His family was politically active and involved. His grandfather, Miguel C. Alatriste, was a strong liberal during the Reform, and served as governor of the state of Puebla in 1857. During the French Intervention, Alatriste fought against the invaders and their Mexican conservative allies, was captured and executed. His father, Manuel Serdán, was one of the founders of the Partido Socialista Mexicano (Mexican Socialist Party), and co-authored La Ley del Pueblo that called for agrarian reform. Manuel Serdán disappeared, perhaps murdered by authorities.
Aquiles Serdán was a shoemaker by trade, as was his father, Manuel Serdán. He read Francisco I. Madero's 1909 book, The Presidential Succession of 1910, in which Madero laid out the problems of Mexico under Porfirio Díaz's rule and called for open elections. Serdán corresponded with Madero and organized an Anti-Reelectionist Club in the city of Puebla, joined mainly by textile workers. He became a revolutionary, opposing Díaz. Serdán was arrested by Díaz's government, spending October - December 1909 in prison.
He actively campaigned for Madero in the 1910 presidential elections, but when Madero was arrested and fraudulent elections held, Serdán left for the United States. After the Electoral College declared Díaz and Ramón Corral victors in the 1910 elections, Serdán is reported to have said, "Do not intone the hosanna of Victory, Señores Porfiristas and Corralistas, for we Anti-Reelectionists have not yet fired the last cartridge."
When Madero escaped jail in 1910 and issued the Plan of San Luis Potosí, which called for rebellion throughout Mexico on November 20, 1910, Serdán returned to Puebla to organize revolution there. He and his brother Máximo bought arms and raised support from men to bear them. His sister Carmen Serdán went to San Antonio, Texas, a center of exiled Mexican revolutionaries, and obtained 20,000 pesos for the rebellion.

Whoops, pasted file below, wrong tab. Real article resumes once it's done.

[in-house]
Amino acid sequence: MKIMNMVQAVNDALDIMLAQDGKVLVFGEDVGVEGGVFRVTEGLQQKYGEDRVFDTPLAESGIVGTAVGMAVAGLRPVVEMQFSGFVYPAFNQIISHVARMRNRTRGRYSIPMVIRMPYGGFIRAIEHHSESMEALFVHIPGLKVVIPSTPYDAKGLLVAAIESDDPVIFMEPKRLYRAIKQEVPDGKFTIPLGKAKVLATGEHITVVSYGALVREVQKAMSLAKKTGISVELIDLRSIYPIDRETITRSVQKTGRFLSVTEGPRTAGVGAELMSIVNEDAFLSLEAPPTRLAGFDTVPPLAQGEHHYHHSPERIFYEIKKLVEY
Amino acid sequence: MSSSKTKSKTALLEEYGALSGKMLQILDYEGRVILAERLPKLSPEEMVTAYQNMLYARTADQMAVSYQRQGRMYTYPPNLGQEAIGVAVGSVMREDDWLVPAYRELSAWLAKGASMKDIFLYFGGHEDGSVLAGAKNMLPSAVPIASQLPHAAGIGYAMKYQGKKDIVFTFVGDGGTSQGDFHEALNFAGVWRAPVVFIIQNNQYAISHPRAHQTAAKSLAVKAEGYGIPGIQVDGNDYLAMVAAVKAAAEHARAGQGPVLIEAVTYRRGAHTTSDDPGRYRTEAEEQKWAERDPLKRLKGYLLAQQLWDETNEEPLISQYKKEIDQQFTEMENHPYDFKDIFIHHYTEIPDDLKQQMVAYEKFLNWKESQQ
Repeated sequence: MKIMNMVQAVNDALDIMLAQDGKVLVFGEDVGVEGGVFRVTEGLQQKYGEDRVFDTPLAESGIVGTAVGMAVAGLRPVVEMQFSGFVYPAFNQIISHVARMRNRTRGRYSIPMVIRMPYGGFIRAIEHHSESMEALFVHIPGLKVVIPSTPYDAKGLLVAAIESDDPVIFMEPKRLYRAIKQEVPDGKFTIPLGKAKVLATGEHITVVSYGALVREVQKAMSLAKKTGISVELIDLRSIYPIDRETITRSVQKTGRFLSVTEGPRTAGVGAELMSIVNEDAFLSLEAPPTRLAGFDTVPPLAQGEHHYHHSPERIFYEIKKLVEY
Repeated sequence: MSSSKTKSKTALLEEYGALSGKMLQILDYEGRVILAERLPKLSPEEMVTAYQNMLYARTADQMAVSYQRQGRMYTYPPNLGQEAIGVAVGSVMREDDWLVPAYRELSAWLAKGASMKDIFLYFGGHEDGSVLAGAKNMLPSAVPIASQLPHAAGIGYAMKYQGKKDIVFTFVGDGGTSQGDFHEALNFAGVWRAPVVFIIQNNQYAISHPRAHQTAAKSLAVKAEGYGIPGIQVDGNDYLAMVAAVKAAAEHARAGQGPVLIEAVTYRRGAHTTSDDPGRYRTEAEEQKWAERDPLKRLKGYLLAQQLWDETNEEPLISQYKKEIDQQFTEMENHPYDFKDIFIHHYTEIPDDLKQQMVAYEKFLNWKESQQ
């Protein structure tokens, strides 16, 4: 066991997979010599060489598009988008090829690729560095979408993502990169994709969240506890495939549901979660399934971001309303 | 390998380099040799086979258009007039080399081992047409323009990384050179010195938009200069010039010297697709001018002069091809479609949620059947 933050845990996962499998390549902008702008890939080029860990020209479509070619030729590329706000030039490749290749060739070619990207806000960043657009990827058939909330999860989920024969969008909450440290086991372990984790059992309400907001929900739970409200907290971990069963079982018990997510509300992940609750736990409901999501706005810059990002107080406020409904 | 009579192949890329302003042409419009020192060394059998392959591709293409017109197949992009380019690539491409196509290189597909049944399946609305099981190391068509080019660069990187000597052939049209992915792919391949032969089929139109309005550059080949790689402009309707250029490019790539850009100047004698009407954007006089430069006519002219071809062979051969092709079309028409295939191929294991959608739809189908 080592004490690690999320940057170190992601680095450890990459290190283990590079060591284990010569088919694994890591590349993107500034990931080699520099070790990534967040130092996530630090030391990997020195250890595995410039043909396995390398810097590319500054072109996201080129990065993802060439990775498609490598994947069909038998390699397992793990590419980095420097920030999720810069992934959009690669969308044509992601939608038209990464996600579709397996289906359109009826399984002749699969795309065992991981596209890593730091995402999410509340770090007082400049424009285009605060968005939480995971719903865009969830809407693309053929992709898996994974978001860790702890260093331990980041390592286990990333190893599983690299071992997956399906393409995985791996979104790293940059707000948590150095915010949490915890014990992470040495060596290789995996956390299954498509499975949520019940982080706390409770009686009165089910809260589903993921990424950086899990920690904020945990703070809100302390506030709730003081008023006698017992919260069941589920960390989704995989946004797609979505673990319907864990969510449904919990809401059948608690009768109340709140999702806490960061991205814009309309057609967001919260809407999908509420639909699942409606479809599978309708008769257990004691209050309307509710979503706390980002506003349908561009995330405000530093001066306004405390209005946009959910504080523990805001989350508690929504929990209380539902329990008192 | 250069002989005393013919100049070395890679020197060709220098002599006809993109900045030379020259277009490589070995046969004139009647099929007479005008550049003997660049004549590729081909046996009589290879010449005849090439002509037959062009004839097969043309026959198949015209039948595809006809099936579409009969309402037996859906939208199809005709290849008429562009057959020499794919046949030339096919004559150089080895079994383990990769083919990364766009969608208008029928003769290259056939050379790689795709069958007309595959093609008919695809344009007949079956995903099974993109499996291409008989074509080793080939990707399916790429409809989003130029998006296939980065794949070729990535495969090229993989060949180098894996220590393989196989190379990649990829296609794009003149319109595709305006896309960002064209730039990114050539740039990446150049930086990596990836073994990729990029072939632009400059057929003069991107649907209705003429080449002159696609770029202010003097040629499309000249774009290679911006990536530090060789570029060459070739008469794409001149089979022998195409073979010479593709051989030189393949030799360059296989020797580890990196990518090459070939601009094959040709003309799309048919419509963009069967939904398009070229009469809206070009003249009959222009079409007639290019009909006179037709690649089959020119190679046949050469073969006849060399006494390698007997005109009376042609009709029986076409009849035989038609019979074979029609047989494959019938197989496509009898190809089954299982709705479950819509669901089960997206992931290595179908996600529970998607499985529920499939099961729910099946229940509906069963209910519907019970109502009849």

The Díaz government got wind of the Serdán's revolutionary activities and the Puebla police chief and men under his command came to the Serdán family home, where violence ensued on 18 November 1910. Serdán, his brother Máximo, and his wife, mother, and sister Carmen, along with nine men, defended the house. Although he had hopes that the city of Puebla would rise, it did not and the government forces killed Serdán, losing 158 of its own men. When Madero heard of Serdán's death, he is reported to have said, "It does not matter. They have shown us how to die."
The northern municipality of Aquiles Serdán, Chihuahua, was renamed in his honor in 1932; he is also remembered by Metro Aquiles Serdán, a station on the Mexico City Metro. His house on Santa Clara Street in the center of Puebla is a museum and remains as he left it the day he was killed.
- David G. LaFrance, "Aquiles Serdán" in Encyclopedia or Mexico. vol. 2, p. 1340-41. Chicago: Fitzroy Dearborn 1997.
- Stanley R. Ross, Francisco I. Madero: Apostle of Democracy. New York: Columbia University Press 1955, pp. 121-22.
- quoted in Stanley R. Ross, Francisco I. Madero p. 111.
- quoted in Ross, Francisco I. Madero, p. 123.
- Chihuahua - Aquiles Serdán profile Archived May 19, 2007, at the Wayback Machine, e-local.gob.mx; accessed 25 December 2015.
- LaFrance, David G. The Mexican Revolution in Puebla, 1908-1913: The Maderista Movement and Failure of Liberal Reform. Wilmington: Scholarly Resources 1989.
- Sevilla, Jesús Flores. La familia Serdán. Mexico City: SepSetentas 1976.